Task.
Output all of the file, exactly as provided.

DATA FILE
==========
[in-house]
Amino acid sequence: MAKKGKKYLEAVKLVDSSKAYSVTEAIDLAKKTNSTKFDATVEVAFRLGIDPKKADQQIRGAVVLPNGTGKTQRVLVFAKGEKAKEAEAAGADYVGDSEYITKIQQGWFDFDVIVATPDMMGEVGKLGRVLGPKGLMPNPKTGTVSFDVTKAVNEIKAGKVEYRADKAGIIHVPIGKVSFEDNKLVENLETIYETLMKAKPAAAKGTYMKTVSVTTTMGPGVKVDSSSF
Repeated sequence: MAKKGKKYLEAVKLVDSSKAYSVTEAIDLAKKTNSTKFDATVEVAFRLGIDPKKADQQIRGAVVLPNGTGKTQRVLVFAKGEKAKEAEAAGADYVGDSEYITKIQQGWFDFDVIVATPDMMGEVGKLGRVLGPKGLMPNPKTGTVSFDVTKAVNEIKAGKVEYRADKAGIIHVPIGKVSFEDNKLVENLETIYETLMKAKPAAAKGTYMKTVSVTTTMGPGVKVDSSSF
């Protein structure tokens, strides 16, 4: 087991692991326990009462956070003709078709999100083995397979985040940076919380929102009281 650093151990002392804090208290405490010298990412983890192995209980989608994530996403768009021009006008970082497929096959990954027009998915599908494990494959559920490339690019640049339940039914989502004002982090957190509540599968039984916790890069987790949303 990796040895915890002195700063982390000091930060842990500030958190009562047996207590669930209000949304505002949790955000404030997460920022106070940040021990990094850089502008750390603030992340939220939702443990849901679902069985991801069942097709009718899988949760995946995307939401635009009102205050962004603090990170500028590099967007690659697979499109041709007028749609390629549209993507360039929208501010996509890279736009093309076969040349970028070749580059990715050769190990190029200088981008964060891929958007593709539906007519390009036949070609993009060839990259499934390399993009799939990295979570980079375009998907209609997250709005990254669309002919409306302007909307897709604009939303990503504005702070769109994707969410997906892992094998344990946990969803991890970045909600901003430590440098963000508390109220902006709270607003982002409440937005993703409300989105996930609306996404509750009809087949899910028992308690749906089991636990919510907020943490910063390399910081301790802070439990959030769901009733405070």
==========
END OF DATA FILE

[in-house]
Amino acid sequence: MAKKGKKYLEAVKLVDSSKAYSVTEAIDLAKKTNSTKFDATVEVAFRLGIDPKKADQQIRGAVVLPNGTGKTQRVLVFAKGEKAKEAEAAGADYVGDSEYITKIQQGWFDFDVIVATPDMMGEVGKLGRVLGPKGLMPNPKTGTVSFDVTKAVNEIKAGKVEYRADKAGIIHVPIGKVSFEDNKLVENLETIYETLMKAKPAAAKGTYMKTVSVTTTMGPGVKVDSSSF
Repeated sequence: MAKKGKKYLEAVKLVDSSKAYSVTEAIDLAKKTNSTKFDATVEVAFRLGIDPKKADQQIRGAVVLPNGTGKTQRVLVFAKGEKAKEAEAAGADYVGDSEYITKIQQGWFDFDVIVATPDMMGEVGKLGRVLGPKGLMPNPKTGTVSFDVTKAVNEIKAGKVEYRADKAGIIHVPIGKVSFEDNKLVENLETIYETLMKAKPAAAKGTYMKTVSVTTTMGPGVKVDSSSF
């Protein structure tokens, strides 16, 4: 087991692991326990009462956070003709078709999100083995397979985040940076919380929102009281 650093151990002392804090208290405490010298990412983890192995209980989608994530996403768009021009006008970082497929096959990954027009998915599908494990494959559920490339690019640049339940039914989502004002982090957190509540599968039984916790890069987790949303 990796040895915890002195700063982390000091930060842990500030958190009562047996207590669930209000949304505002949790955000404030997460920022106070940040021990990094850089502008750390603030992340939220939702443990849901679902069985991801069942097709009718899988949760995946995307939401635009009102205050962004603090990170500028590099967007690659697979499109041709007028749609390629549209993507360039929208501010996509890279736009093309076969040349970028070749580059990715050769190990190029200088981008964060891929958007593709539906007519390009036949070609993009060839990259499934390399993009799939990295979570980079375009998907209609997250709005990254669309002919409306302007909307897709604009939303990503504005702070769109994707969410997906892992094998344990946990969803991890970045909600901003430590440098963000508390109220902006709270607003982002409440937005993703409300989105996930609306996404509750009809087949899910028992308690749906089991636990919510907020943490910063390399910081301790802070439990959030769901009733405070």